Cigarette Tax Hike - KTTC Rochester, Austin, Mason City News, Weather and Sports

By Crystal Oko

Cigarette Tax Hike

ROCHESTER, MN (KTTC-DT) -- Smokers have a new reason to quit.  Beginning Wednesday, that pack of cigarettes will be $0.62 more expensive.  It's all because of a tax increase and it's not a little jump.

It's the single largest federal tobacco tax increase.

The tax will go from $0.39 a pack to a $1.01 per pack.

A $0.62 hike that has some smokers upset.

For the first time in 50 years the smoking prevalance in the United States is now less than 20% despite how hard it is to quit.

"Most people in this day and time have a lot of trouble stopping smoking," said Dr. Richard Hurt of Mayo Clinic.

And as that number continues to drop, the cost of cigarettes is about to take a huge jump that's set to begin Wednesday.

"I think it's kind of outrageous. Cause two years ago it went up to 75-cents a pack, now it's going up to a dollar and something for cigarettes," said Gerald Gray, a smoker of 25-years.

Dr. Richard Hurt of Mayo Clinic calls the tax hike one of the most effective public health policies that we have.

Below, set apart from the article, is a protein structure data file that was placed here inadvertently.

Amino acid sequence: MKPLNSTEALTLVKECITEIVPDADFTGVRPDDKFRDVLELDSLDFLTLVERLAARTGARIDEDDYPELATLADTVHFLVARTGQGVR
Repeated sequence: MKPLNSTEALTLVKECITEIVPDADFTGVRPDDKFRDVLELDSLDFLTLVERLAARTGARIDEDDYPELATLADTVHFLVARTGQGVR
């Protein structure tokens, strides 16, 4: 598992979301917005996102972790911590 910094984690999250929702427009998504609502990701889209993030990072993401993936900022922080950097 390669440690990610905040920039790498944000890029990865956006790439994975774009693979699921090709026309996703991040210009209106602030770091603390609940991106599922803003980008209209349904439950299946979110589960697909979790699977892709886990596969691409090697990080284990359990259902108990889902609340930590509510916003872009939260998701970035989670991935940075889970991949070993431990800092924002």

"Everytime that there's a tax increase or price increase in cigarettes it does three things. It increases the chances of a person stopping smoking. It decreases the chances of your child or grandchild to start smoking and it reduces smoking in people who continue to smoke on average of 3-5 cigarettes per day," said Dr. Richard Hurt of the Mayo Clinic.

Hurt was the state's first witness in the 1998 tobacco trial in St. Paul.

"What we learned from them is the playbook of the tobacco companies. So one reason they fight for smoke-free work places and increasing prices or taxes so much, is because those two things drive down consumption," said Dr. Hurt.

It may drive down consumption for Gerald Gray, a 25-year smoker, who is fed up with the price of lighting up. Gray says he's thought about quitting.

"I've been considering it, yeah. I've been considering it," said Gray.

Major cigarette makers raised prices a couple of weeks ago, partly to offset any drop in profits once the tax climbs tomorrow.

The tax will finance a major expansion for health insurance for children.

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